The present invention also relates to an apparatus for performing these operations. This apparatus may be specifically constructed for the required purposes or it may comprise a general-purpose computer as selectively activated or reconfigured by a computer program stored in the computer. The algorithms presented herein are not inherently related to any particular computer or other apparatus unless explicitly indicated as requiring particular hardware. In some cases, the computer programs may communicate or relate to other programs or equipment through signals configured to particular protocols, which may or may not require specific hardware or programming to interact. In particular, various general-purpose machines may be used with programs written in accordance with the teachings herein, or it may prove more convenient to construct more specialized apparatus to perform the required method steps. The required structure for a variety of these machines will appear from the description below.
 The present invention may deal with "object-oriented" software, and particularly with an "object-oriented" operating system. The "object-oriented" software is organized into "objects", each comprising a block of computer instructions describing various procedures ("methods") to be performed in response to "messages" sent to the object or "events" which occur with the object. Such operations include, for example, the manipulation of variables, the activation of an object by an external event, and the transmission of one or more messages to other objects. Often, but not necessarily, a physical object has a corresponding software object that may collect and transmit observed data from the physical device to the software system. Such observed data may be accessed from the physical object and/or the software object merely as an item of convenience; therefore where "actual data" is used in the following description, such "actual data" may be from the instrument itself or from the corresponding software object or module.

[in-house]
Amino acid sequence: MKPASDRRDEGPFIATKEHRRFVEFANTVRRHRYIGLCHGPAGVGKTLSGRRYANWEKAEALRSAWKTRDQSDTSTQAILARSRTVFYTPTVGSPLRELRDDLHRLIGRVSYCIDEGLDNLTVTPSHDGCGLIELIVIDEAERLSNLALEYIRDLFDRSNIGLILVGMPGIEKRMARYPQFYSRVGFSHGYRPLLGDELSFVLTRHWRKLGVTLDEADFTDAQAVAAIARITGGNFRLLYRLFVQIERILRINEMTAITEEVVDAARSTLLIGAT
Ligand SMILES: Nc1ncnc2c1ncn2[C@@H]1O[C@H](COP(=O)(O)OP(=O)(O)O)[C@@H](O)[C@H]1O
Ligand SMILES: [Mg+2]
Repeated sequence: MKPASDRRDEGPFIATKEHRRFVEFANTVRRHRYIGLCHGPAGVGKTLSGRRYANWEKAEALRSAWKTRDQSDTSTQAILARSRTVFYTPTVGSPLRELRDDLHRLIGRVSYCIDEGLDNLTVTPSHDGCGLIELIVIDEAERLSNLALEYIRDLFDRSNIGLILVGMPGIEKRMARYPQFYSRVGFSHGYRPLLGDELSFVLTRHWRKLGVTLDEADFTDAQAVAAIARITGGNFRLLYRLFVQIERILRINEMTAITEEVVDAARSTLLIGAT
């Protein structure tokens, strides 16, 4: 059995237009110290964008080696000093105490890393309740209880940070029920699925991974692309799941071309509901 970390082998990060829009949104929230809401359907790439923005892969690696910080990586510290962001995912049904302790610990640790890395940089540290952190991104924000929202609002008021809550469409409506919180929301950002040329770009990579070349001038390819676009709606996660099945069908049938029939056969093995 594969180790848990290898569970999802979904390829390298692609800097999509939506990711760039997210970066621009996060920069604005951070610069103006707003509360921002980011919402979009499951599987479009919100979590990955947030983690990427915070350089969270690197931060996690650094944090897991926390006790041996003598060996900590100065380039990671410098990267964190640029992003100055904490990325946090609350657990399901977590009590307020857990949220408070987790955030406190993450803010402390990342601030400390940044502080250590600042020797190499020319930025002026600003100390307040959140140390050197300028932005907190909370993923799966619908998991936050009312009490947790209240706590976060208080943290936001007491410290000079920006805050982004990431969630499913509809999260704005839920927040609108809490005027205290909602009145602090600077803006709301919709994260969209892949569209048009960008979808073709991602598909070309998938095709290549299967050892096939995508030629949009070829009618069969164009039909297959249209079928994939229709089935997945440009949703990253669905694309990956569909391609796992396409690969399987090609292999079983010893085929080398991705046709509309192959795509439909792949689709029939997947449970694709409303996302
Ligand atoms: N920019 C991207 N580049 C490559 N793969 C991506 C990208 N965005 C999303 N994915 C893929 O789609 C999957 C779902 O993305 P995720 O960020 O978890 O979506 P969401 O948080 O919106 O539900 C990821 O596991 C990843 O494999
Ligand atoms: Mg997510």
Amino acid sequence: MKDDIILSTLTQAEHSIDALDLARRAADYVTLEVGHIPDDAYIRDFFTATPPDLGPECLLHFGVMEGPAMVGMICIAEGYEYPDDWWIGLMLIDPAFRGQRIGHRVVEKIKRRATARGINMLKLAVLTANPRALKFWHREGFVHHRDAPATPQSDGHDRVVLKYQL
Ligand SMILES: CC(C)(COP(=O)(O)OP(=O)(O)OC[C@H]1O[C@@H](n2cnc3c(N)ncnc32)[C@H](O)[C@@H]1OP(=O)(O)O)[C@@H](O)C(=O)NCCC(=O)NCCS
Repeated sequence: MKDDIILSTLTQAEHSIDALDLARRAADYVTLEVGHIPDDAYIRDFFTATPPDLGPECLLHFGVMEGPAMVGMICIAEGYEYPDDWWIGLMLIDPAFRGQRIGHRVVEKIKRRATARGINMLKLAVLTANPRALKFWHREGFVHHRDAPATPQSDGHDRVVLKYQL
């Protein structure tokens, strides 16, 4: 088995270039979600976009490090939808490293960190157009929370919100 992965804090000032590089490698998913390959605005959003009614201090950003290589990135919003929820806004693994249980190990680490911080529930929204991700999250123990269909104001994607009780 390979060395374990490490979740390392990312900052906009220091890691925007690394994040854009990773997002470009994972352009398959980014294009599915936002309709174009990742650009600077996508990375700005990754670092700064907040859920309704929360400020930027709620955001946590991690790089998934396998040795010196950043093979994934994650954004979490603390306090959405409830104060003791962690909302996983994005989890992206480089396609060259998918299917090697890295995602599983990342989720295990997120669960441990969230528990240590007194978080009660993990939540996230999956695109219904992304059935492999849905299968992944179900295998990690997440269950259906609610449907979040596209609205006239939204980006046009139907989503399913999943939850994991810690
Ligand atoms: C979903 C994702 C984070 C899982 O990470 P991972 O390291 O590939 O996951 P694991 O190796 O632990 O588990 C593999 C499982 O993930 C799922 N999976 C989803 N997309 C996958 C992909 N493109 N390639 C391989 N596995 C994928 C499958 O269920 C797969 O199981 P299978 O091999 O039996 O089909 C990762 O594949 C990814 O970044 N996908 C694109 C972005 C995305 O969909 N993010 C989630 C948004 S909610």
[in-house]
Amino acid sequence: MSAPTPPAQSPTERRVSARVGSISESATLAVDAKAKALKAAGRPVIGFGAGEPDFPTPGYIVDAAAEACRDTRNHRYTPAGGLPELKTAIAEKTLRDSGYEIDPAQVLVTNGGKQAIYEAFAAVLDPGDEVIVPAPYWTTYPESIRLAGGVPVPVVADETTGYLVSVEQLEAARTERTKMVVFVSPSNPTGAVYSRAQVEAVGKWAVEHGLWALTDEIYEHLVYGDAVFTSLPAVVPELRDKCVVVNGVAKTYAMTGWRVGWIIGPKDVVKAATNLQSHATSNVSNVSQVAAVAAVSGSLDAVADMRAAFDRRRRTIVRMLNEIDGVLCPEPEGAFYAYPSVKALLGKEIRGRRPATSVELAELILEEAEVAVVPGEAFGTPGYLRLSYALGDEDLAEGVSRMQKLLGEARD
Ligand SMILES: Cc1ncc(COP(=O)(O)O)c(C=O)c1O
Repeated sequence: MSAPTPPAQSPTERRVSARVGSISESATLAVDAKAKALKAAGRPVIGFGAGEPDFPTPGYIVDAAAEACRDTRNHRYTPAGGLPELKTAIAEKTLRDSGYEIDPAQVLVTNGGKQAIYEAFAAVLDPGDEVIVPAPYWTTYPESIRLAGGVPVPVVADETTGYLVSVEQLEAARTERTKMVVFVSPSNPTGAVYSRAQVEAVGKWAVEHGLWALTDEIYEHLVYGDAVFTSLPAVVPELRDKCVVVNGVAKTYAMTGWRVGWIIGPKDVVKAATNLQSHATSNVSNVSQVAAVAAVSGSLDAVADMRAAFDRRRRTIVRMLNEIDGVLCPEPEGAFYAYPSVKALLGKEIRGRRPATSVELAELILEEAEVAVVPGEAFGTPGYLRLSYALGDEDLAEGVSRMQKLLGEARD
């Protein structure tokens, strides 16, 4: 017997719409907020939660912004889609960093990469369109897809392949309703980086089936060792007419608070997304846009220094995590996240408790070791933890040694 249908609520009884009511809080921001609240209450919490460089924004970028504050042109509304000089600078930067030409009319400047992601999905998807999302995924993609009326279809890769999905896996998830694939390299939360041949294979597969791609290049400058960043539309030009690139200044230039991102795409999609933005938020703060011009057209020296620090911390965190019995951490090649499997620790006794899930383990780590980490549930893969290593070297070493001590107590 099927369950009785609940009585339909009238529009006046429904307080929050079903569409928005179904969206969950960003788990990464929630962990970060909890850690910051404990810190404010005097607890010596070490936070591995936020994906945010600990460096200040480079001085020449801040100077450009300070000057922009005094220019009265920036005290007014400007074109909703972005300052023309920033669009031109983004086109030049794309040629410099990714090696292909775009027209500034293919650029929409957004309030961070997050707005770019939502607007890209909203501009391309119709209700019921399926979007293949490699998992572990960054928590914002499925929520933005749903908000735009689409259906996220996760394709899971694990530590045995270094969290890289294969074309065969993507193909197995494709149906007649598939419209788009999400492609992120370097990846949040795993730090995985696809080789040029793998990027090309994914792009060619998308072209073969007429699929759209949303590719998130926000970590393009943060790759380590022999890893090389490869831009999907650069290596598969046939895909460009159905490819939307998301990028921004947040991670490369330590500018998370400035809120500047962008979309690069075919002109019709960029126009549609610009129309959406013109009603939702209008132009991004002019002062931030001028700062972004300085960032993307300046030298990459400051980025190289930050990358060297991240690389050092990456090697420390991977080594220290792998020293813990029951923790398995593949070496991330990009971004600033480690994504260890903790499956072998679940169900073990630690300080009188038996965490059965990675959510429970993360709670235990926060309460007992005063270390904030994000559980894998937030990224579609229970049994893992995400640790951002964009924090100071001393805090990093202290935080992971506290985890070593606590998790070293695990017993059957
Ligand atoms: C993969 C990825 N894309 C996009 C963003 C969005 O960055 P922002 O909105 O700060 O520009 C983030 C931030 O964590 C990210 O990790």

Messages are sent and received between objects having certain functions and knowledge to carry out processes. Messages are generated in response to user instructions, for example, by a user activating an icon with a "mouse" pointer generating an event. Also, messages may be generated by an object in response to the receipt of a message. When one of the objects receives a message, the object carries out an operation (a message procedure) corresponding to the message and, if necessary, returns a result of the operation. Each object has a region where internal states (instance variables) of the object itself are stored and where the other objects are not allowed to access. One feature of the object-oriented system is inheritance. For example, an object for drawing a "circle" on a display may inherit functions and knowledge from another object for drawing a "shape" on a display.